Shane McCready, 37, was an acting captain with Brampton Fire and Emergency Services. He died after a long battle with job-related leukemia this morning.

Shane McCready, 37, was an acting captain with Brampton Fire and Emergency Services. He died after a long battle with job-related leukemia this morning.

A Brampton firefighter diagnosed with leukemia that was determined to be linked to his job died this morning.

He was 37.

Shane McCready will be buried in a full fire service Line of Duty Death funeral in Brampton Tuesday, according to Brampton Fire and Emergency Services Chief Andy MacDonald. The WSIB determined McCready’s acute myeloid leukemia was a line of duty illness resulting from his more than 16 years service as a firefighter.

"A wonderful guy,"  MacDonald told The Guardian. "He was an amazing young man. He was very popular and very active in curling."

He said a large crowd is expected at Bramalea Baptist Church at 1 p.m. Tuesday for his funeral. Hundreds of firefighters from services all over the GTA and beyond are expected.

“Shane was a vibrant and valued member of the Brampton Fire and Emergency Services team,” according to a statement issued by MacDonald earlier today. “His positive outlook, contagious smile and never-ending ‘can-do’ attitude made him a welcomed addition to his crew, most recently as a member of the Squad 203 crew on ‘C’ shift.”

He was also an accomplished curler and had represented Brampton Fire and Emergency Services at several provincial and national curling competitions.

He was diagnosed with the illness, a type of cancer in which the bone marrow makes abnormal myeloblasts (a type of white blood cell), red blood cells or platelets, last December, just weeks after he got engaged to his fiance, Kelly King, and bought a house in the country, in the Niagara Region.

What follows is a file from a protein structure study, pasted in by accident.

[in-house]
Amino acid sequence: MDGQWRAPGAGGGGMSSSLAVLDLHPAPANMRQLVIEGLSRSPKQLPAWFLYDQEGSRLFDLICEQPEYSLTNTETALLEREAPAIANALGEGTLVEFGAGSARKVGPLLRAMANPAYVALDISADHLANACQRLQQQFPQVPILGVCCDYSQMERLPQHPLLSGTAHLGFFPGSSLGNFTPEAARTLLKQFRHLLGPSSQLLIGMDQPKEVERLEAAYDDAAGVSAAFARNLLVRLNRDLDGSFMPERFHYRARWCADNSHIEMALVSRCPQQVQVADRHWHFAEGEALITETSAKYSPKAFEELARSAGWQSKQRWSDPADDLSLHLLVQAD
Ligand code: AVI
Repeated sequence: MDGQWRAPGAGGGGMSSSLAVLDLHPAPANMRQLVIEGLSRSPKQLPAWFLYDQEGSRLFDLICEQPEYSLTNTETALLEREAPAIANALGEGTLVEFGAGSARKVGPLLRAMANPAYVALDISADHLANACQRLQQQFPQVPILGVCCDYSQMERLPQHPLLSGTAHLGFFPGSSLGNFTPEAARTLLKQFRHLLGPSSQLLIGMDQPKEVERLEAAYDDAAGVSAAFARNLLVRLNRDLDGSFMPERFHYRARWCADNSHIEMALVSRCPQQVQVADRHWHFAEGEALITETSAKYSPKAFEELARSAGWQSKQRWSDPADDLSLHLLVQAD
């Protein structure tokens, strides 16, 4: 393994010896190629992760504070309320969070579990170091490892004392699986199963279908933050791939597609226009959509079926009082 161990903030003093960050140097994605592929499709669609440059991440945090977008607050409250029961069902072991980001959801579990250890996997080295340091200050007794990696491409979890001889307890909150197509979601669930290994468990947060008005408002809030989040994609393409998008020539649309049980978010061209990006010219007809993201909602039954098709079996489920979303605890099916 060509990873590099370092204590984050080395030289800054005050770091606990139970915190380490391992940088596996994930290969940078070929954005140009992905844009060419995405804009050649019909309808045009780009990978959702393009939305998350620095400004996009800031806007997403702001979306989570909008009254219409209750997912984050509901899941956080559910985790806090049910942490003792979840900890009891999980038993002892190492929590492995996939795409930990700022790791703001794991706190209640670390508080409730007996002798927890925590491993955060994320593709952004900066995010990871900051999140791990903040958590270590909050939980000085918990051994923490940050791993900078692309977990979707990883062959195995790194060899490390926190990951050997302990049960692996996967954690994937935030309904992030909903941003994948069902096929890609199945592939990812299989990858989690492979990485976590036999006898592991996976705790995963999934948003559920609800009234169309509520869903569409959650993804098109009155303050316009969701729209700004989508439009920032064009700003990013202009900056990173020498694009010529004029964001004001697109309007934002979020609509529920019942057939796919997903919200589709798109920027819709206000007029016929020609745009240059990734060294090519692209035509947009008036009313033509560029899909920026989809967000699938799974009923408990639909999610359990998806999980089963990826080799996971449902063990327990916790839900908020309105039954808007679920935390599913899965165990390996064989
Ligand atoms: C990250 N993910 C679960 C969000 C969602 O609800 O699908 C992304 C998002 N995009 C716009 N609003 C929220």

Born in St. Catharines, he grew up in Niagara Falls and served first as a volunteer firefighters in the Town of Niagara-on-the-Lake before joining Brampton fire in 2003.

Despite being very ill, he successfully completed his qualifications to become an acting fire captain this year.

“Today, the Brampton Fire and Emergency Services family lost one of our own and Shane will be sadly missed,” MacDonald said in the statement.

MacDonald said McCready's cancer is one of eight recognized by the WSIB as line-of-duty illnesses.

He said while McCready's death wasn't a "total shock", his colleagues have been shaken by his death.

"It's the dangers of our profession, the things we breathe and ingest," MacDonald said. "It serves as a reminder how important it is to use the proper personal protection equipment."

He said there was not major "benchmark" exposure to blame McCready's death on, just accumulative exposure.

"We're very careful and we fill out exposure reports at every call," he said. "You never know which fire, which smoke, which bit of water that just ran down your collar exposes you... It's difficult to pinpoint it."

"We all recognize the dangers of the job," MacDonald said.

McCready received more than 130 units of blood throughout the course of his treatments, and fellow firefighters rallied around him recently with a blood donor clinic planned for this Monday in Niagara Falls. In his honour, fellow firefighters registered with Canadian Blood Services’ Partners for Life program (where an organization, business or group commits to an annual blood donation pledge).

The funeral will be held at 1 p.m. Tuesday at Bramalea Baptist Church, 9050 Dixie Rd. However, firefighters from departments all over are expected to attend, so staging will start at the Brampton Soccer Centre at 10:30 a.m. and firefighters will likely be transported by bus to the church, according to City of Brampton officials.

With files from Metroland News Service